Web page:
Sheffield United 3 Manchester United 3
As Boris Johnson, Jeremy Corbyn, Jo Swinson and Nicola Sturgeon can testify, Sheffield is a tough place to audition for a job. None of the party leaders appeared to particularly enjoy Friday's live BBC pre-election debate but if they found the South Yorkshire audience tough, Ole Gunnar Solskjær endured an even more excruciating time at Bramall Lane.
Granted the denouement could have been worse and his tactical switch did ultimately turn a 2-0 deficit into a 3-3 draw but this was an afternoon which will have only strengthened Mauricio Pochettino’s candidature for potentially succeeding the Norwegian at Old Trafford.
For a while though Solskjær looked to have turned the tables. Even by Manchester United’s standards the three goals they scored in seven late second-half minutes was extraordinary. Briefly it seemed that a side that spent most of the game unable to string a couple of passes together would walk away with three points but two substitutes ultimately combined to offer Chris Wilder’s previously excellent, now tiring side, a different ending.
Appropriately the last word went to Ollie McBurnie who, having controlled Callum Robinson’s chipped cross on his chest volleyed beyond David de Gea, that point-securing equaliser surviving a handball VAR review.
Alex Ferguson was at Bramall Lane to monitor not just the progress of his old team but that of Wilder, a coach he once took pleasure in mentoring as the Yorkshireman climbed his way up through the divisions.
If Sheffield United’s manager will always be grateful to Ferguson and rather likes Solskjaer, he was evidently determined to make their viewing as uncomfortable as possible and, sure enough, De Gea was swiftly called to arms.
The Spain goalkeeper responded immaculately, making a superb double save. First he repelled John Lundstram’s high-velocity, first-time volley and then, from the fallout, he kept David McGoldrick’s header out. The Ireland striker, though, may have been a little disappointed to aim straight at the goalkeeper after finding himself completely unmarked.
No matter, his side were soon ahead. Sheffield United had clearly identified Phil Jones as a weak left-sided link in Solskjaer's back three and, after Jones – in mitigation arguably fouled – was shrugged aside by Lys Mousset, De Gea diverted Lundstram's shot only to see it rebound conveniently for John Fleck to redirect the ball into the back of the net.
By now it had become abundantly apparent that Andreas Pereira is no Roy Keane and his evident discomfort – not to mention unsuitability– for the enforcer midfield role in the absence of the injured Scott McTominay was playing into Wilder's hands. It did not help that Solskjaer's starting 3-4-3 formation left Pereira and Fred outnumbered in that central department.
With Paul Pogba also sidelined, Lundstram and Oliver Norwood were largely able to dictate central midfield matters. Indeed such was their dominance that it frequently seemed as if Sheffield United had at least one more player on the pitch than their guests.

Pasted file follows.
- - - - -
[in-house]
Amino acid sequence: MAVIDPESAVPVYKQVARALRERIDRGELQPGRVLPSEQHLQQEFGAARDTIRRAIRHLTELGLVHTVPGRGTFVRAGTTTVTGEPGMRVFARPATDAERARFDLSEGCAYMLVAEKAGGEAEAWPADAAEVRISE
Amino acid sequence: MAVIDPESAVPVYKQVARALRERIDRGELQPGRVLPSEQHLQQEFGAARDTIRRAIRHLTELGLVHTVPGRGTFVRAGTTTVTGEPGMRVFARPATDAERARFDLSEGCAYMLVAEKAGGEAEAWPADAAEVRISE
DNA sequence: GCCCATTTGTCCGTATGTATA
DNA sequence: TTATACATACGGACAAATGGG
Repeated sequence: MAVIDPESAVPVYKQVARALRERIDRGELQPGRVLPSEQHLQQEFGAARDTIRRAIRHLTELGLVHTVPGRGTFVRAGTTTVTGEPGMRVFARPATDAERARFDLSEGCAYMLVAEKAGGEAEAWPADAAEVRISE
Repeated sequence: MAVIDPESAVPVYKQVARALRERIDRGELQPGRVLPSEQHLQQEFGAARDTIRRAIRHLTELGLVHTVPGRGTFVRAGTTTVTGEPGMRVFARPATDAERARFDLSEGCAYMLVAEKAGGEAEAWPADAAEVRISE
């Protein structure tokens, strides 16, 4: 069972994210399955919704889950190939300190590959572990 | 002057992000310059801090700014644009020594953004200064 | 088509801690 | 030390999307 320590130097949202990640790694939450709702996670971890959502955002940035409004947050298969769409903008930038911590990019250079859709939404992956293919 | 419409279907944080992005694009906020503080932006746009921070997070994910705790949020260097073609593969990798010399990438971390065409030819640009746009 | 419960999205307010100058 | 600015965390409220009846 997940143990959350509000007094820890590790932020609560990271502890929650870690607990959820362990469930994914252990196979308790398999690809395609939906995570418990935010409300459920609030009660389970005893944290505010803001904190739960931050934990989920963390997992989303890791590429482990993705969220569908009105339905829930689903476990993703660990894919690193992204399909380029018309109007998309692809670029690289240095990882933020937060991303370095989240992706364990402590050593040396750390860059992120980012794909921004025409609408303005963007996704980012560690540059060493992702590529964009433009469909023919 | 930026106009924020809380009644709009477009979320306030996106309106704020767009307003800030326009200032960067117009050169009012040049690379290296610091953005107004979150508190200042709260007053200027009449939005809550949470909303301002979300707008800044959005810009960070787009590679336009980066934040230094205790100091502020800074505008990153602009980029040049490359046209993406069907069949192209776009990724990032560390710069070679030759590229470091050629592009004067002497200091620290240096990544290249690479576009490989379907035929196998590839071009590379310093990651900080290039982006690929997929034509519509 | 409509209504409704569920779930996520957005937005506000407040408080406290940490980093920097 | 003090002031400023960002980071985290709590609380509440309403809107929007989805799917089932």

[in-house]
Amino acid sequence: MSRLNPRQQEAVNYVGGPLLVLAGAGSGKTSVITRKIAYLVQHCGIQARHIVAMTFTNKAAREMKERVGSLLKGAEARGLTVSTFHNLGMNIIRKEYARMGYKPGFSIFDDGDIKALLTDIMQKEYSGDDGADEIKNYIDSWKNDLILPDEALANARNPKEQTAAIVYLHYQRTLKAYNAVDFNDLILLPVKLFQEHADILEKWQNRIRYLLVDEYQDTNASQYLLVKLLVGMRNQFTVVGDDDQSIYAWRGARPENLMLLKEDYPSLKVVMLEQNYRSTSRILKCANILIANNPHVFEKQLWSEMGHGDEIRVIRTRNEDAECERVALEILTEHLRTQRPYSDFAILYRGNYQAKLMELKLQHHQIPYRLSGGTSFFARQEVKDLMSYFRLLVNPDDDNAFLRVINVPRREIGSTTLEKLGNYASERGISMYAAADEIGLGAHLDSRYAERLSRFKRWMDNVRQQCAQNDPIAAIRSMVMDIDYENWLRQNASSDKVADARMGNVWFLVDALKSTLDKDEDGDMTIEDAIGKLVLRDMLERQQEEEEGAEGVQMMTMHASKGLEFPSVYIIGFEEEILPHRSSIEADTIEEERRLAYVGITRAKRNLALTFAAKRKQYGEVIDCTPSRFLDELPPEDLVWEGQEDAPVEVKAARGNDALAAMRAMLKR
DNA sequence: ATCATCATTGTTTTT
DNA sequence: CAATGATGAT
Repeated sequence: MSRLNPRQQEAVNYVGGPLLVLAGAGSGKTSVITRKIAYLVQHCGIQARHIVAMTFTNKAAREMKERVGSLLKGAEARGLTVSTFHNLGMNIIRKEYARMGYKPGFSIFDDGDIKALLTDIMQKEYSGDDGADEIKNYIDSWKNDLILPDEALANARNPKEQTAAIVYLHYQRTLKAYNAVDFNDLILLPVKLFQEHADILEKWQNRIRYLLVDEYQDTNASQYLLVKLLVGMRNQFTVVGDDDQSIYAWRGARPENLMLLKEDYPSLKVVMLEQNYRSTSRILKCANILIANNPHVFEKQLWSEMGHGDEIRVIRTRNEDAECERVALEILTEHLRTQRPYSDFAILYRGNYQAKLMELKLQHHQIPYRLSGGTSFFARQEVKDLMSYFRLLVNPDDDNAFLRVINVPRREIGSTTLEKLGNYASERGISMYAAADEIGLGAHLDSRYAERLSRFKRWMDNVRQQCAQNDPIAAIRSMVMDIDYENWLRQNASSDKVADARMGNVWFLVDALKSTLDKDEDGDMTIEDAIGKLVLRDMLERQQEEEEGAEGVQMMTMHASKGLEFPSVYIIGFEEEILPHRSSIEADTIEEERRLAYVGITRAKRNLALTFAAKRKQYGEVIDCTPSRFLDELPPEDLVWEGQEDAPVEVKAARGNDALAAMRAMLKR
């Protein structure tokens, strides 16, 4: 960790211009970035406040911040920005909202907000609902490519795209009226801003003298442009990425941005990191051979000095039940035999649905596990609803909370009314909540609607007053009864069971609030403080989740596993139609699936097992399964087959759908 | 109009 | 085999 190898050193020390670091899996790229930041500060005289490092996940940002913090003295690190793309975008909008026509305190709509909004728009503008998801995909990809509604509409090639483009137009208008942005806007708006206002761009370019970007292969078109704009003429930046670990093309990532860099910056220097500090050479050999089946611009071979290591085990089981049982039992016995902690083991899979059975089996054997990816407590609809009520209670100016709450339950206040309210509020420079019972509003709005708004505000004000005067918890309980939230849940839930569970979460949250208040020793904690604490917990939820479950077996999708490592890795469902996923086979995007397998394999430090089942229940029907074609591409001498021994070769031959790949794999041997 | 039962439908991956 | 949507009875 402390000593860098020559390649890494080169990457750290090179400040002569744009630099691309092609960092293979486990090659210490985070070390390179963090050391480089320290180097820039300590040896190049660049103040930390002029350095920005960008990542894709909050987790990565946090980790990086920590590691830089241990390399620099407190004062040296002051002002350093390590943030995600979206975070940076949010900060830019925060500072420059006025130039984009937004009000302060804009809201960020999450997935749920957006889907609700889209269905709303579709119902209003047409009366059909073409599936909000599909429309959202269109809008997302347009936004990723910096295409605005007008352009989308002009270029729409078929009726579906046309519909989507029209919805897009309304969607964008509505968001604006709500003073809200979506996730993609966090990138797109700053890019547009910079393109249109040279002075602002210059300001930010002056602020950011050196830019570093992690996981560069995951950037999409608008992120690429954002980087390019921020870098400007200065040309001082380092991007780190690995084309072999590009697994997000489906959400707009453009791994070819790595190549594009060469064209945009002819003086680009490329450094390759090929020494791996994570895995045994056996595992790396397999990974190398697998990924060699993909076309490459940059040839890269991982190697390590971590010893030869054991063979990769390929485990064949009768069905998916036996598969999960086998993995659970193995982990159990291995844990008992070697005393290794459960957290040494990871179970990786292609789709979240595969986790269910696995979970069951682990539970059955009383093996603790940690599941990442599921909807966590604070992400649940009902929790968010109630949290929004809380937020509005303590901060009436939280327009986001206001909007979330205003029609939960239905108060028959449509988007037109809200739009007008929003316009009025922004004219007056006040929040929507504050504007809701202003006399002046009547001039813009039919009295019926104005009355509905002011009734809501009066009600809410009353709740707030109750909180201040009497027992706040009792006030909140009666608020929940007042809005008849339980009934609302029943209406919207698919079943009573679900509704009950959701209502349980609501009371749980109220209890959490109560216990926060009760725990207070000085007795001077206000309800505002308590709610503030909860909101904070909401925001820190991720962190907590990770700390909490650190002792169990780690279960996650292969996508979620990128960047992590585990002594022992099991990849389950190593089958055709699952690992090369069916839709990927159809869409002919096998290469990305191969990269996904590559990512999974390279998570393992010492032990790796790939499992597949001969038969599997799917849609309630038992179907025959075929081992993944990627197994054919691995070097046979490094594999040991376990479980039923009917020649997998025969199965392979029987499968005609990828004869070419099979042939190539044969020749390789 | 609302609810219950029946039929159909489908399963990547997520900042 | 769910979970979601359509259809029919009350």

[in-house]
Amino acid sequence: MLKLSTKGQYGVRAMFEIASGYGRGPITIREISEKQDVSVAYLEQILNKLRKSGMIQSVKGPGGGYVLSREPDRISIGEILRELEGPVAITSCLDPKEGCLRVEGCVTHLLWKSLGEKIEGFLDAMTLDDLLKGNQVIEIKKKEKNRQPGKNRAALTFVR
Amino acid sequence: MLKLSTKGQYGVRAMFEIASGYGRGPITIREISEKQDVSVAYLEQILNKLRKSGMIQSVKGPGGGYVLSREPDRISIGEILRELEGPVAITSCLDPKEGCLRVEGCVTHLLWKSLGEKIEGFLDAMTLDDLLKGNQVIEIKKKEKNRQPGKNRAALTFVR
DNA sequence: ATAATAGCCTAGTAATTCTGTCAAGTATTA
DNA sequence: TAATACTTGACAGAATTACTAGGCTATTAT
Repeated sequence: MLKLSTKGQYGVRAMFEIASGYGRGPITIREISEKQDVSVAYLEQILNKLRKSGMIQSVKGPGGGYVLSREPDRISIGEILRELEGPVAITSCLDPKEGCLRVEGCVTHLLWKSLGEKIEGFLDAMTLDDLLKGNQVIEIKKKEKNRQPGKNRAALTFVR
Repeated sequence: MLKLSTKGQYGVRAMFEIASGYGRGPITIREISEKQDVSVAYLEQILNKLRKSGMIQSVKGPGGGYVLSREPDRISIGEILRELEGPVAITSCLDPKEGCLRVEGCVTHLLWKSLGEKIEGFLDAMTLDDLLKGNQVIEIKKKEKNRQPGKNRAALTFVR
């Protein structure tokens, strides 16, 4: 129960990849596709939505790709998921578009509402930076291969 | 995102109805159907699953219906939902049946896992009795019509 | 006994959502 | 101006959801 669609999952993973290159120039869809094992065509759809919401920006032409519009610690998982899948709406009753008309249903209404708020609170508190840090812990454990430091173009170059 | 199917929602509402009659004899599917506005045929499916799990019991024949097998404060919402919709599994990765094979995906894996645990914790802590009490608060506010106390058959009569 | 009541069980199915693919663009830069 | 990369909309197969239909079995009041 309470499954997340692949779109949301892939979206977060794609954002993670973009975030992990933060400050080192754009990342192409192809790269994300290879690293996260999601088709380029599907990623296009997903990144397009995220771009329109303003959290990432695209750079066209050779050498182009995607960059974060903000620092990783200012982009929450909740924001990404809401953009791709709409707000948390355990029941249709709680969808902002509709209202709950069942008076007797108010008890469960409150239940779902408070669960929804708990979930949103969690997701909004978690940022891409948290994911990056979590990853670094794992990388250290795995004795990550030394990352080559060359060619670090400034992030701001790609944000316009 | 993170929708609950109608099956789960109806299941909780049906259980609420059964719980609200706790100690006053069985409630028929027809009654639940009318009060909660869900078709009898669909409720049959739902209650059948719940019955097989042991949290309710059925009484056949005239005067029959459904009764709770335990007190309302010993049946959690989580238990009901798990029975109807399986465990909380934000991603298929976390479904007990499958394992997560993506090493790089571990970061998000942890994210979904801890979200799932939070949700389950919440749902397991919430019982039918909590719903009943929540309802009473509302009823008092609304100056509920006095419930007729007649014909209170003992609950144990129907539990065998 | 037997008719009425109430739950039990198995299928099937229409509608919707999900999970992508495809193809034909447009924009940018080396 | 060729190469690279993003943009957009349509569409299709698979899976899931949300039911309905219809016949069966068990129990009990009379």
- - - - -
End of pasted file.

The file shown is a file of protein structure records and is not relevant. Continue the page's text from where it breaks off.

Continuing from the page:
As half-time approached Simon Moore found himself almost embarrassingly under-employed in the home goal. With the first-choice goalkeeper Dean Henderson unable to play due to the terms of his loan from Old Trafford, Moore was making his first league start for 18 months but Manchester United did their very best to soothe any nerves he might have been harbouring.
It took them half an hour to muster a first shot on target, Anthony Martial dispatching the softest of scuffed efforts but, at that stage, lack of attacking threat probably represented the least of Solskjaer's problems.
For a start, his players struggled to prevent Sheffield United enjoying protracted periods of possession and, even worse, the Blades' intelligent use of it was making it a very unhappy return to South Yorkshire for Harry Maguire. The £80 million England defender began his career at Bramall Lane but failed to show his former public why he commanded that price tag.
Damningly Fleck's goal made it 12 away games since Solskjær's side managed to keep a clean sheet in the league, their worst such sequence since 1985-86. Something had to change and Jones was withdrawn at the interval, with Jesse Lingard stepping off the bench as they reverted to a back four.
If the idea was to restore strength and stability it did not work. When Pereira forfeited possession, Fleck’s fine pass picked out Mousset and, after the Frenchman had dodged Maguire his powerful, accurate long-range shot flew low past De Gea. “There’s only one United”, “Are you Sheffield Wednesday in disguise?” and “Sacked in the morning” sang jubilant home fans.
Maybe they were tempting fate as two teenagers and Marcus Rashford were about to come to Manchester United's rescue. First Brandon Williams advanced from left back to score a wonderful first goal for the club, his half-volley flying beyond Moore from Daniel James's cross.
Next Rashford supplied the cross and Greenwood got between Phil Jagielka and Chris Basham before equalising.
With Bramall Lane silenced, the scene was set for James and Martial to exchange passes with the former then cueing Rashford up to shoot beyond Moore from eight yards. It seemed the ultimate smash n’grab but McBurnie had other plans.